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Hinshelwood, B. (1985). Editorial. Brit. J. Psychother., 1(4):237-239.

(1985). British Journal of Psychotherapy, 1(4):237-239

Editorial

Bob Hinshelwood

Two articles in this issue are on the psychotherapy of children. They come from very different areas of work, but raise similar questions. Robin Balbernie reports a brave attempt to tackle the unpromising - an ESN head-banger. He confides that his reasons were spurious and require an apology. Such an apologetic stance seemed to fit with the patient's own assessment of himself. The outcome was that odd paradox, in which optimism comes from sticking with the sense of defeat and hopelessness. In view of the good outcome, were the reasons for taking on the case as spurious as the author implies? What are valid reasons? And what countertransference feelings should a psychotherapist allow himself to be persuaded by?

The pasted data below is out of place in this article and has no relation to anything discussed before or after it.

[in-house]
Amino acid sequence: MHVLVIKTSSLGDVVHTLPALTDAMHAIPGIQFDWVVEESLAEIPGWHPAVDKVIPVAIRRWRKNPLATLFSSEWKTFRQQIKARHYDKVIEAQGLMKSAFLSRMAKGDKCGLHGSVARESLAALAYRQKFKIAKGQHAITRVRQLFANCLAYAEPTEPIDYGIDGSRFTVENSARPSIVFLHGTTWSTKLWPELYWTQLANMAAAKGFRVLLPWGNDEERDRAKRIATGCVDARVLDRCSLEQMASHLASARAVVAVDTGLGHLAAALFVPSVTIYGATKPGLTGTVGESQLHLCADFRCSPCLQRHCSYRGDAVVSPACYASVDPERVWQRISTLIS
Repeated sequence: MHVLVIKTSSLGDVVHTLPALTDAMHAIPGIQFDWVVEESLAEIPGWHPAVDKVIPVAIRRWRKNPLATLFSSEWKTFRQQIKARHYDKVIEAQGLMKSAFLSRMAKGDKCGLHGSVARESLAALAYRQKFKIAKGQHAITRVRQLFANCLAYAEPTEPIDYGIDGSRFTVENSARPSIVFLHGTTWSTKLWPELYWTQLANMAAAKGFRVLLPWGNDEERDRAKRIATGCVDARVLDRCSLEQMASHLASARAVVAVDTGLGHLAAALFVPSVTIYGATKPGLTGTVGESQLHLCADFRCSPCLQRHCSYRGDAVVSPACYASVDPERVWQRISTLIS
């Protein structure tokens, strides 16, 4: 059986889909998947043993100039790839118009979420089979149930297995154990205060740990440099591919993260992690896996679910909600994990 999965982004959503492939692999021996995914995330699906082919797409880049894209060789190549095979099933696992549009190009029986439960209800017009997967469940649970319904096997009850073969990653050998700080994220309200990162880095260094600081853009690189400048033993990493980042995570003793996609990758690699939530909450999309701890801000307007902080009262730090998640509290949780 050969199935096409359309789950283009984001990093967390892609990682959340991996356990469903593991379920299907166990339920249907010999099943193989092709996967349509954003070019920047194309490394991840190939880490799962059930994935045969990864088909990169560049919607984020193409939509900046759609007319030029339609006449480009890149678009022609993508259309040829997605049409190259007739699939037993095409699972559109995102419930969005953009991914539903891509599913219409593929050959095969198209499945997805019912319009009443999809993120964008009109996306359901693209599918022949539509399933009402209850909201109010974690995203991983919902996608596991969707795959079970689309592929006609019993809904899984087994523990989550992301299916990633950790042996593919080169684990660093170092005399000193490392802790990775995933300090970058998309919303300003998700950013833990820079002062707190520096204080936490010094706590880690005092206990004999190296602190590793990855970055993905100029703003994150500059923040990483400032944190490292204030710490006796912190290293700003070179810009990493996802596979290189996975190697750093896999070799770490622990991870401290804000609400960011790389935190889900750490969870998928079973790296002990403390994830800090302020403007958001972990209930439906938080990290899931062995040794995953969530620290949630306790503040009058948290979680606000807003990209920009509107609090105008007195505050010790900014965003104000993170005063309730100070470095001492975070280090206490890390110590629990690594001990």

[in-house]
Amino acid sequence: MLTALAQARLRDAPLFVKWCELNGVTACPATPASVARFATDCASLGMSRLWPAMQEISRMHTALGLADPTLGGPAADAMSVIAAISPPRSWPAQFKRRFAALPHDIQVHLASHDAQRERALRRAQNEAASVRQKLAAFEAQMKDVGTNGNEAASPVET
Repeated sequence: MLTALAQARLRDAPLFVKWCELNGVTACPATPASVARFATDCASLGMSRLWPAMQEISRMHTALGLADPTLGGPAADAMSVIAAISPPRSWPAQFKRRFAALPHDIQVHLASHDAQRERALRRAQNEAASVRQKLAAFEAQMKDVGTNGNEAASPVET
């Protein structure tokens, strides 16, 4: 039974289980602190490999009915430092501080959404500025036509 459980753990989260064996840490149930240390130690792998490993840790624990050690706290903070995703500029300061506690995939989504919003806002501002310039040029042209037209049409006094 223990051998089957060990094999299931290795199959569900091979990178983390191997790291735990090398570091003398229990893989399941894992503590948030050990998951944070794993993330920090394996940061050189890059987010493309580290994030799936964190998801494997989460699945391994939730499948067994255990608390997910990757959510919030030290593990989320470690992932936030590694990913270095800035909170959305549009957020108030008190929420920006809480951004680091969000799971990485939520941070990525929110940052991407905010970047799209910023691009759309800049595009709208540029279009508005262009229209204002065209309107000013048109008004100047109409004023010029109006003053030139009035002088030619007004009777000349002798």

Dean Eyreinvestigates several points of intervention. He begins by countering the claim that the hyperactive child has suffered brain damage. In his paper he shows that the child is ‘damaged’ by maternal depression or anxiety. Interestingly he reports both a child who is hyperactive and an adult who was hyperactive as a child. He concludes that once it is realised that the maternal problem needs investigation, it is possible to offer brief psychotherapy by taking the mother's own difficulties seriously. He has found that this point of intervention can afford rapid relief of the child's problems. Here is a confident assertion about the most favourable point of intervention, and it is backed by the evidence of solid clinical work - work with the mother rather than the child.

[This is a summary excerpt from the full text of the journal article. The full text of the document is available to journal subscribers on the publisher's website here.]

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